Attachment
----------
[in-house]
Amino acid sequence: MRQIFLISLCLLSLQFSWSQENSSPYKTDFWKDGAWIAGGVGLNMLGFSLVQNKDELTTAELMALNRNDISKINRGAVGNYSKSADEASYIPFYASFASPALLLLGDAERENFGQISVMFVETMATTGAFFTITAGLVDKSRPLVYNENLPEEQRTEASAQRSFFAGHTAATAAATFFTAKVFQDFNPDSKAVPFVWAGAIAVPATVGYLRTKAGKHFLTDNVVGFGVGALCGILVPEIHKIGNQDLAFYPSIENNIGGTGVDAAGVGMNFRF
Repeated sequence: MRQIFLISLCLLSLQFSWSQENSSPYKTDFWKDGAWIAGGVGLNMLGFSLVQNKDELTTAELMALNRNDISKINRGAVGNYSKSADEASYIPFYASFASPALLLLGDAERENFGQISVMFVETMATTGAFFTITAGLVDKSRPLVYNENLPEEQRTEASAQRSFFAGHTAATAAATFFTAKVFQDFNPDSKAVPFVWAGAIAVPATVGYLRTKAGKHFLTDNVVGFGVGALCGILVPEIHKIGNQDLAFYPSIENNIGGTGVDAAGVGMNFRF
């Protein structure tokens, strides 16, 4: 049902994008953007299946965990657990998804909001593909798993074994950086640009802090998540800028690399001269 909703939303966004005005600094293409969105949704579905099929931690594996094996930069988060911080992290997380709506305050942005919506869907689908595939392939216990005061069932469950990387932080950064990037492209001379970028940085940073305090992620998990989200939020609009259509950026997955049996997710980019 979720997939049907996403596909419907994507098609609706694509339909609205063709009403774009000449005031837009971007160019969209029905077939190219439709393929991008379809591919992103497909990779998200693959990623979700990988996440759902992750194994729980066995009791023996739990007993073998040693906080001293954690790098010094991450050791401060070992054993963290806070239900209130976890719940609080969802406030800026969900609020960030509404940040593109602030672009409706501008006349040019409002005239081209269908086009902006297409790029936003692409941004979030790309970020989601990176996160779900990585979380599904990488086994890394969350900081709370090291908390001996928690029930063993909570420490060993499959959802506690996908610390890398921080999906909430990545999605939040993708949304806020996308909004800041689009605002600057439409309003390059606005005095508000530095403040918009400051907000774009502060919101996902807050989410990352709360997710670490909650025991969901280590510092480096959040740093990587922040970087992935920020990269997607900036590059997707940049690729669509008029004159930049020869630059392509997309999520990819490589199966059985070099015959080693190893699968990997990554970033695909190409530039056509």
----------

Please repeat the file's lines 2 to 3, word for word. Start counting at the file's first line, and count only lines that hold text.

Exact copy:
Amino acid sequence: MRQIFLISLCLLSLQFSWSQENSSPYKTDFWKDGAWIAGGVGLNMLGFSLVQNKDELTTAELMALNRNDISKINRGAVGNYSKSADEASYIPFYASFASPALLLLGDAERENFGQISVMFVETMATTGAFFTITAGLVDKSRPLVYNENLPEEQRTEASAQRSFFAGHTAATAAATFFTAKVFQDFNPDSKAVPFVWAGAIAVPATVGYLRTKAGKHFLTDNVVGFGVGALCGILVPEIHKIGNQDLAFYPSIENNIGGTGVDAAGVGMNFRF
Repeated sequence: MRQIFLISLCLLSLQFSWSQENSSPYKTDFWKDGAWIAGGVGLNMLGFSLVQNKDELTTAELMALNRNDISKINRGAVGNYSKSADEASYIPFYASFASPALLLLGDAERENFGQISVMFVETMATTGAFFTITAGLVDKSRPLVYNENLPEEQRTEASAQRSFFAGHTAATAAATFFTAKVFQDFNPDSKAVPFVWAGAIAVPATVGYLRTKAGKHFLTDNVVGFGVGALCGILVPEIHKIGNQDLAFYPSIENNIGGTGVDAAGVGMNFRF